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Jan. 10, 2014: We've scoured the Web to find the best and most compelling animal stories, videos and photos. And it's all right here.
A Rottweiler named Hooch is back home after spending a week in the Wisconsin cold. When the big, sweet dog ran off on New Year’s Eve, and his owner, Joe Bellehumeur, launched a search for him on social media and posted fliers with the help of volunteers from Lost Dogs of Wisconsin. Shortly after 6-year-old Hooch disappeared, the arctic air that has gripped much of the nation settled in and worried Bellehumeur. Luckily, city workers checking for water main breaks in the cold on Tuesday morning spotted a dog they recognized from the flier and called Bellehumeur, who rushed to the scene. "He looked like he had come from the North Pole," Bellehumeur said. “He ran up to me and I just busted out crying." Hooch had lost several pounds and was tired and weak, but is now recovering. — Watch it at Wisconsin’s Radio News WTMJ
This week’s tough temperatures have also resulted in some dog rescues from frigid waters. On Thursday, a firefighter pulled a 13-year-old Husky from the 20-degree waters of Boston Harbor. The dog, Sylvie, was walking with her owner when she ran across some ice and fell through. “As I got closer, I could see the ice was encapsulating [her],” said Boston firefighter Sean Coyle. “[She] was frozen and real scared.” Coyle pulled Sylvie out but fell into the water himself. Thankfully, he was wearing a survival suit and a safety rope, and his fellow firefighters were able to pull him out quickly from their position on land. Sylvie was happily reunited with her owner once she reached the shore. — Read it from the Boston Herald, and see more photos
On the other side of the world, it’s the extreme summer heat that’s causing problems. An estimated 100,000 bats have died in Queensland due to a record heat wave. "The heat wave was basically a catastrophe for all the bat colonies in south-east Queensland," said Michael Beatty, a spokesman for the Royal Society for the Prevention of Cruelty to Animals. "That's obviously going to have a pretty disturbing impact on those colonies and those colonies are vital to our ecosystem."— Read it at Discovery News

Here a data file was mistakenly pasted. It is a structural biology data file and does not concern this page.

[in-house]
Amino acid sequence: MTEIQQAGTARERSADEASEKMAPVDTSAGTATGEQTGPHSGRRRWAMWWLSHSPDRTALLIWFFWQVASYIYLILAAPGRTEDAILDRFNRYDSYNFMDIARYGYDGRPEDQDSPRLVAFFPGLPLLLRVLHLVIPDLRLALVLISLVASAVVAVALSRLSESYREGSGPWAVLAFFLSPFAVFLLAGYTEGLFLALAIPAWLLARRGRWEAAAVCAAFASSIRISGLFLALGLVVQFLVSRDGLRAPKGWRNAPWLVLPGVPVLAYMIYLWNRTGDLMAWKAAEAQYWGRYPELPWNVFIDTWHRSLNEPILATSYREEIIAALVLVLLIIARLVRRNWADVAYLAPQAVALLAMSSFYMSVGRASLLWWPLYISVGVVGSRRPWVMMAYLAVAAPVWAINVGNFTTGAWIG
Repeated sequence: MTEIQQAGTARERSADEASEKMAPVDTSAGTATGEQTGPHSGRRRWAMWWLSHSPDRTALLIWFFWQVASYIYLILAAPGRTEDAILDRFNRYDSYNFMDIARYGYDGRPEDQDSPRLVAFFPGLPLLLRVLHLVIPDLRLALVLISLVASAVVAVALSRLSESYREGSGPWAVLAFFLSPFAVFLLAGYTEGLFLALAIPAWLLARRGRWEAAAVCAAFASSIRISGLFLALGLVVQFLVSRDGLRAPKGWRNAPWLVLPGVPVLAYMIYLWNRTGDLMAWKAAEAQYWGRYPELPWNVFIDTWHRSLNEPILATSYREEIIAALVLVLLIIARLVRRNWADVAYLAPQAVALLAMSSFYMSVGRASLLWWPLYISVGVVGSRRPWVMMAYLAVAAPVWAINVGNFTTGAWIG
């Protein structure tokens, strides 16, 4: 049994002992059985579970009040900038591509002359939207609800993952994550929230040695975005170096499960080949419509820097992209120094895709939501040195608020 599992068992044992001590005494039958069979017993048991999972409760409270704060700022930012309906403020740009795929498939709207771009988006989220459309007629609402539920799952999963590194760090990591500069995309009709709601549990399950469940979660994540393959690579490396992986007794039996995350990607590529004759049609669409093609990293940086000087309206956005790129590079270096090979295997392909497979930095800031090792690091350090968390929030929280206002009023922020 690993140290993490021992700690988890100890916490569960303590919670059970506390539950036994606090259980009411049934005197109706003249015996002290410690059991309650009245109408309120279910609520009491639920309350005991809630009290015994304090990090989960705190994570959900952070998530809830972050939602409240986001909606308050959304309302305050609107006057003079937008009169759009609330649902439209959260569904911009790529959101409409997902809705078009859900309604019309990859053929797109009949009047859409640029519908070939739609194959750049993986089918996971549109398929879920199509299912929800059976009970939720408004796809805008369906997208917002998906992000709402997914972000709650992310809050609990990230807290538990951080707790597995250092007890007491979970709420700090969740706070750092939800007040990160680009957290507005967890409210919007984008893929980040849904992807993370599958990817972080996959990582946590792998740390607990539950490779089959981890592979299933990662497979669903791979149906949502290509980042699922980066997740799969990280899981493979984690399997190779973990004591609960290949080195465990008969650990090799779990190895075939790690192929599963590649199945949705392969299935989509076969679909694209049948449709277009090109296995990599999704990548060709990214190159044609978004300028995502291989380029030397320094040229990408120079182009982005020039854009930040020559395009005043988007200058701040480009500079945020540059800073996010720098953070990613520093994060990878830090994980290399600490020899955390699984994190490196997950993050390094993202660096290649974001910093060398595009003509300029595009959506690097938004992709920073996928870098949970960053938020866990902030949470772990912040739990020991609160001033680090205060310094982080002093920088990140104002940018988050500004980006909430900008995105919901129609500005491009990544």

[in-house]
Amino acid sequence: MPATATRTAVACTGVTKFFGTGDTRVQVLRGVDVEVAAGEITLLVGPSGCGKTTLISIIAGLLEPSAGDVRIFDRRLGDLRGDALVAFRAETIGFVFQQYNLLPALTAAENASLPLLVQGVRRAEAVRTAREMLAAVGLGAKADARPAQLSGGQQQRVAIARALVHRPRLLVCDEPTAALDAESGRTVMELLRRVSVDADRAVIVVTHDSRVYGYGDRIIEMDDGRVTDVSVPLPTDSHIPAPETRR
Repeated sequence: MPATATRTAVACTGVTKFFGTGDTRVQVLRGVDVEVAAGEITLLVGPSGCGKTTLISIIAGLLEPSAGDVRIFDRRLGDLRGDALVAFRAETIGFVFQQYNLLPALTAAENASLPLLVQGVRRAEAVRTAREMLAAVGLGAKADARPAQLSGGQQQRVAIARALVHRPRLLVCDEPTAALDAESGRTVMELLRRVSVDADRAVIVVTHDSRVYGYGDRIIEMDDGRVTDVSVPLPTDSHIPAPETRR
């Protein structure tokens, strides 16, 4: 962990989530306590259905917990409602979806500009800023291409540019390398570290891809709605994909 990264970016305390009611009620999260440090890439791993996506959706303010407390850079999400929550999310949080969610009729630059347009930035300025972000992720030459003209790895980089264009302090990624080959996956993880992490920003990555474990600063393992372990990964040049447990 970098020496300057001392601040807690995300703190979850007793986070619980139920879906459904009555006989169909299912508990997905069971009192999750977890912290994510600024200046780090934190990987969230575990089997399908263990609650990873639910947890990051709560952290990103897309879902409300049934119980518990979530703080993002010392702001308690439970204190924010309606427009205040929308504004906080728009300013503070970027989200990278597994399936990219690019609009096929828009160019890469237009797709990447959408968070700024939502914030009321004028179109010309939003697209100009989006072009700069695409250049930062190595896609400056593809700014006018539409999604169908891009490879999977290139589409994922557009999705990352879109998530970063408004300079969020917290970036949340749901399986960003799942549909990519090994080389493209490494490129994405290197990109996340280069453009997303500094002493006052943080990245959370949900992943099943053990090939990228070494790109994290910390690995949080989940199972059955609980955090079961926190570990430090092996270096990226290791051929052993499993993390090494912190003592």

A new study suggests that a lot of marine animals who appear dull or neutral colored glow in colors that are visible to the human eye using bioluminescence. They also produce bright colors that are not visible to the human eye using another process, called biofluorescence. Researchers from the American Museum of Natural History in New York were surprised to find that more than 180 fish species used biofluorescence. "I never expected it to be so widespread,” said study co-author John Sparks. Closely related fish who looked almost identical in normal light had a wide variation in the pattern, color and intensity of fluorescence. In fact, the fish with the dullest coloration in white light produced the brightest, showiest glow. The study was published in the journal PLOS ONE. — Read it at Live Science
We’ve heard stories about cats who steal from their neighbors before. But this one is different. It’s not one rogue cat burglar, but a team of two kitty brothers who are working together. Ernie and Eric have brought more than 100 items home to owners Margaret and Eddie Boddy in the U.K. They say their cats have a special penchant for children’s shoes, but their loot also includes slippers, socks, hats, gloves and more. The couple has tried to find the owners of some items, and donated others to local charities. The 4-year-old brothers were rescued from a roadside when they were kittens. — Read it at BBC News
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